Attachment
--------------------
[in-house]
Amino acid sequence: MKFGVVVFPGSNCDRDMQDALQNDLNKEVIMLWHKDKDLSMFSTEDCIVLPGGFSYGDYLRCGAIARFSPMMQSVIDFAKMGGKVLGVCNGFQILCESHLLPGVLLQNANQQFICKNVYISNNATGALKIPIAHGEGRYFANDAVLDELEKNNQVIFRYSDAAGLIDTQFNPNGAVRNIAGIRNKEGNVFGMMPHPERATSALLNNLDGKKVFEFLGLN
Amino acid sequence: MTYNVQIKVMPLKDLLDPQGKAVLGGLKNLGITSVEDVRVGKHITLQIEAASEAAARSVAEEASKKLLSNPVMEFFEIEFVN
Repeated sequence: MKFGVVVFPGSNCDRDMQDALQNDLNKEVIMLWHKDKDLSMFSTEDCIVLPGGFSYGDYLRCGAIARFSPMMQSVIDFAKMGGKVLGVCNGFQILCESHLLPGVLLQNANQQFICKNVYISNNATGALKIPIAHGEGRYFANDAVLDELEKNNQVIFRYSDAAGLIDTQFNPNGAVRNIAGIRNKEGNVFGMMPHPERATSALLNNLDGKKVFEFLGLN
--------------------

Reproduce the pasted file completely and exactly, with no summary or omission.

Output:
[in-house]
Amino acid sequence: MKFGVVVFPGSNCDRDMQDALQNDLNKEVIMLWHKDKDLSMFSTEDCIVLPGGFSYGDYLRCGAIARFSPMMQSVIDFAKMGGKVLGVCNGFQILCESHLLPGVLLQNANQQFICKNVYISNNATGALKIPIAHGEGRYFANDAVLDELEKNNQVIFRYSDAAGLIDTQFNPNGAVRNIAGIRNKEGNVFGMMPHPERATSALLNNLDGKKVFEFLGLN
Amino acid sequence: MTYNVQIKVMPLKDLLDPQGKAVLGGLKNLGITSVEDVRVGKHITLQIEAASEAAARSVAEEASKKLLSNPVMEFFEIEFVN
Repeated sequence: MKFGVVVFPGSNCDRDMQDALQNDLNKEVIMLWHKDKDLSMFSTEDCIVLPGGFSYGDYLRCGAIARFSPMMQSVIDFAKMGGKVLGVCNGFQILCESHLLPGVLLQNANQQFICKNVYISNNATGALKIPIAHGEGRYFANDAVLDELEKNNQVIFRYSDAAGLIDTQFNPNGAVRNIAGIRNKEGNVFGMMPHPERATSALLNNLDGKKVFEFLGLN